Activities

Camping At Wai Chaek Beach

Camping overnight at Wai Chaek beach

Feeling Adventurous?  Pitch Your Tent on a Deserted Beach on Koh Chang

I’ve been to Wai Chaek many times but never spent the night there, let alone foraged for food fished for my dinner and.  So, big thanks to Ben Schaye for contributing this post. You’ll find more of Ben’s articles at It’s better in Thailand.  

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A lot of people probably dream about camping on a deserted beach in Thailand, living out a Robinson Crusoe fantasy. I know it’s something I thought about before I ever came. Once you get here though, you quickly realize that nearly all the beaches are developed, and camping just isn’t really an option.

After moving to Thailand, I had mostly forgotten about the idea of beach camping until a few years later when I was living in Koh Chang and I became aware of Wai Chaek beach. I did an exploratory mission by kayak from Klong Kloi beach and saw how beautiful it was, then another one by scooter via Salakphet to scope out the road in, and I realized that this was something totally doable. 

Camping at Wai Chaek beach, Koh Chang

About Wai Chaek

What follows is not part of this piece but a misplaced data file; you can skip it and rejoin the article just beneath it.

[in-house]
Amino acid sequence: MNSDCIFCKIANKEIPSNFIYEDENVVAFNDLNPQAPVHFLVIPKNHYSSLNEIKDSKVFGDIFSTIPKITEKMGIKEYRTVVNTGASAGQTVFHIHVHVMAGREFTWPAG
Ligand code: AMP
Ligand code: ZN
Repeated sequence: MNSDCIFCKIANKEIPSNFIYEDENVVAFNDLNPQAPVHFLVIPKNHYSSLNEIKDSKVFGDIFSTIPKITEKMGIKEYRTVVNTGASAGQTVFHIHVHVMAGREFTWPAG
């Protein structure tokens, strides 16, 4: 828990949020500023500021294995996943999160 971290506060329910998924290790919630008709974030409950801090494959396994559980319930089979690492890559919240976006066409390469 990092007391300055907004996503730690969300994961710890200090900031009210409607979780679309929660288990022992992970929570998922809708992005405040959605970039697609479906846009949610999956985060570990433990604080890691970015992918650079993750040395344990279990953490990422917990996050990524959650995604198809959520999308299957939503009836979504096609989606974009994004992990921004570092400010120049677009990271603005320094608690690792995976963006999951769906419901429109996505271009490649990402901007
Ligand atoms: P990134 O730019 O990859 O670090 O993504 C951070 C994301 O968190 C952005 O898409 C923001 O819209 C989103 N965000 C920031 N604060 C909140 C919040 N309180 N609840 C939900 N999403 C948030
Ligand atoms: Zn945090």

Wai Chaek is a long, crescent-shaped sandy beach in a small bay with rocky points extending out on either side. There are very nice coral reefs on either shore off of these rocks, although the water visibility is often quite bad here.

At the east end of the beach, a small river spills into the sea but not before forming a beautiful mangrove-lined lagoon that reaches back into the jungle. Somewhere back in there is a waterfall, but I’ve never seen it. Directly behind the beach are straight rows of coconut palms growing out of tall grass. 

Wai Chaek is Koh Chang’s most remote beach. Getting there is not easy, so there are no resorts, no hotels or restaurants, and almost no other development of any kind. You can get there by a rough road in a four-wheel-drive car or jeep, or by motorbike which you should only attempt if you have some skill driving off-road.

You can hire a boat to take you there either from Bang Bao or Salakphet. You can also kayak to Wai Chaek from either spot, but it takes 45 minutes to an hour and you should only try this during the dry season when there is a clear weather forecast. When we camp there, we always see a few daytrippers, but by sundown, we have the place to ourselves. 

The one big drawback of Wai Chaek and something a lot of visitors complain about is the amount of garbage strewn all along the beach. This really is unfortunate, but the reality is that that’s the trade-off of having a beach with no development. The only difference between Wai Chaek and the beaches most people visit along the island’s West Coast is that the workers from the resorts and restaurants lining those beaches pick up the trash daily.

No resorts at Wai Chaek means nobody there to clean the beach regularly. If you’re visiting Wai Chaek and have the ability to carry anything out, please think about bringing along a large garbage bag to fill and take out.